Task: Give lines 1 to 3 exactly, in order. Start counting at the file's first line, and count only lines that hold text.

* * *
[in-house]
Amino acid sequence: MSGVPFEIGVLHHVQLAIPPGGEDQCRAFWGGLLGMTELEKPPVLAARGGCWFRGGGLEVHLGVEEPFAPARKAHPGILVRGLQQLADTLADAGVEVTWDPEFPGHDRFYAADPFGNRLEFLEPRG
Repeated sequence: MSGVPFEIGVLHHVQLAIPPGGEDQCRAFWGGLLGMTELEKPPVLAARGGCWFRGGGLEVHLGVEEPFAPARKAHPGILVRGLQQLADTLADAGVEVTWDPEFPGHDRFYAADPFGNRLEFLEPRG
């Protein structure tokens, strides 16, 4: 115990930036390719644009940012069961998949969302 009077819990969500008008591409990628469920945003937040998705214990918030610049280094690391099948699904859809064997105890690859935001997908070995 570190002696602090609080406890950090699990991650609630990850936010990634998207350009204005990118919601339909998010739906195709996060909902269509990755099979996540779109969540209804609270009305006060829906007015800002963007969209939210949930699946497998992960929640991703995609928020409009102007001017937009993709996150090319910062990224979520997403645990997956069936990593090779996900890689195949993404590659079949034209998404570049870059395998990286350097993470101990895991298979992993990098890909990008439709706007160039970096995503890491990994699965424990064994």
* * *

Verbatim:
[in-house]
Amino acid sequence: MSGVPFEIGVLHHVQLAIPPGGEDQCRAFWGGLLGMTELEKPPVLAARGGCWFRGGGLEVHLGVEEPFAPARKAHPGILVRGLQQLADTLADAGVEVTWDPEFPGHDRFYAADPFGNRLEFLEPRG
Repeated sequence: MSGVPFEIGVLHHVQLAIPPGGEDQCRAFWGGLLGMTELEKPPVLAARGGCWFRGGGLEVHLGVEEPFAPARKAHPGILVRGLQQLADTLADAGVEVTWDPEFPGHDRFYAADPFGNRLEFLEPRG